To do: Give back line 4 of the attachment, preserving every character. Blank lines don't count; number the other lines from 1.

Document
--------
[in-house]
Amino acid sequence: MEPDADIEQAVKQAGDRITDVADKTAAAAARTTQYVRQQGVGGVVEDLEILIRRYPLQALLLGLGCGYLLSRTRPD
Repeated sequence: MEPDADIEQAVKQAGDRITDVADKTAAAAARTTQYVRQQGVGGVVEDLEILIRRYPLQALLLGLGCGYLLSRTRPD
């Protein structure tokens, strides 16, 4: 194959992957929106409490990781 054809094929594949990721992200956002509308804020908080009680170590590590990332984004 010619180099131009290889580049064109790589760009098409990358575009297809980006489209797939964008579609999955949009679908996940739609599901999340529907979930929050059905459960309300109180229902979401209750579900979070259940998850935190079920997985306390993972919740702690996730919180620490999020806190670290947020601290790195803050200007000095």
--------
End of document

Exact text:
């Protein structure tokens, strides 16, 4: 194959992957929106409490990781 054809094929594949990721992200956002509308804020908080009680170590590590990332984004 010619180099131009290889580049064109790589760009098409990358575009297809980006489209797939964008579609999955949009679908996940739609599901999340529907979930929050059905459960309300109180229902979401209750579900979070259940998850935190079920997985306390993972919740702690996730919180620490999020806190670290947020601290790195803050200007000095």